What Keeps Managing Partners Awake?
The pace of change in the legal services marketplace makes law firm leadership harder than ever. The breadth and depth of issues with which law firm leaders are wrestling are monumental. Following are what appear to be the “top ten” (plus one) issues that arise in law firms of all sizes and locations.
1. Clash of culture versus economics
Law firm cultures and values arise from the common law partnership origins of group law practices. Many of those values are more like those of a college fraternity than a modern business. Seniority, exclusiveness, unanimous decision making, and lifetime tenure are some of the features that persist. They are in direct contrast to a meritocracy – with centralization of authority and constant performance evaluation and other characteristics that describe values in modern corporations and businesses. Even in large, established law firms, vestiges of the partnership culture persist.
2. Central authority of management versus individual partner autonomy
The issue of centralized authority is related to the partnership origins and values of law firms. Does a firm exist to provide a vehicle for self-actualization by partners, or are the interests of the firm greater than those of individual partners? Is the firm to be a “confederation of solo practitioners” or truly a team? Most successful law firms strive for teamwork, collaboration, mutual respect and placement of firm and client interests ahead of those of individuals. Striking the balance is a continuing problem in both large and small law firms.
3. Criteria for becoming/remaining a partner
In prior decades, partner criteria were to be a good person, a good lawyer and survive five or six years with the firm. Today, that is not enough. One still has to be a good lawyer, liked and respected by partners and clients, but generally must make a significant economic contribution to the financial success of the enterprise as well. Today, a partner must be a “net exporter of business” within the firm or exhibit the potential to do so, by generating enough work to keep oneself busy and creating work to be passed on to others.
In friendlier, prior decades, partnership in a law firm was a lifetime position, absent some egregious act or omission. With today’s higher standards and more demanding criteria for becoming a partner, performance must be sustained at a high level or one’s position as a partner is vulnerable. De-equitization and even expulsion are possibilities facing partners who cease to perform in today’s competitive economic environment.
4. Eroding client loyalty
Clients are no longer “clients for life.” They switch firms readily, use multiple firms, and frequently do not inform their firm if they are leaving—they just do it, and new matters from that client evaporate.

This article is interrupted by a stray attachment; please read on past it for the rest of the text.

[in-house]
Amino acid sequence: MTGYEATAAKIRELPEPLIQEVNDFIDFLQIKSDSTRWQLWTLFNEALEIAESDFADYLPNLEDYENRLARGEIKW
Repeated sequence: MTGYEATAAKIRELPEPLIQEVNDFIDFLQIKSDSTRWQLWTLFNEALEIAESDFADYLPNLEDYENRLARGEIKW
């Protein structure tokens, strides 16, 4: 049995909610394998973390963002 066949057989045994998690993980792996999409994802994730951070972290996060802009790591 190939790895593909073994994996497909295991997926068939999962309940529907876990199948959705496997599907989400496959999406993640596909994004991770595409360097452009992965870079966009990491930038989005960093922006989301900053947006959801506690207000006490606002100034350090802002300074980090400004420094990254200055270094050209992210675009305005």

Corporate clients are creating and growing their internal law department capabilities and handling work that used to be sent to outside counsel. Larger corporations are reconsolidating work in a smaller number of law firms, often chosen on the breadth and depth of their capabilities, in open competition based upon responses to Requests for Proposal (RFPs).
In effect, the sellers’ market of the past where law firms dictated pricing, staffing and strategy has been replaced by a “buyers’ market” where clients determine what they are willing to pay, dictate staffing and even dictate strategy.
5. Price competition
In a buyers’ legal market, where supply exceeds demand, price competition is a major factor in law firm selection. In the sellers’ market of prior decades, law firms could increase billing rates annually, staying ahead of the cost of inflation. Today, clients resist rate increases, and most actually seek discounts from “standard hourly rates.”
Corporate clients increasingly are asking for alternative fee proposals, which require the law firm share risk and provide certainty with regard to overall legal costs. Firms are learning to do this, but to be successful they must know the cost of producing legal work. Firms also must manage work better or lose money on alternative fee arrangements.
Many large firms are providing Legal Process Management (LPM) training for the partners, enabling them to quote alternative fees rationally and manage matters to retain or even improve margins.
6. New competitors
Larger firms are expanding to new geographic markets, targeting top clients and work within those markets. That has some appeal to corporate clients because of the greater breadth and depth of services provided by larger firms. This is one of the drivers of law firm mergers, 80% of which are multi-city combinations. In 2014 there were 82 law firm mergers in the US. There have been 68 in 2015 through the end of September.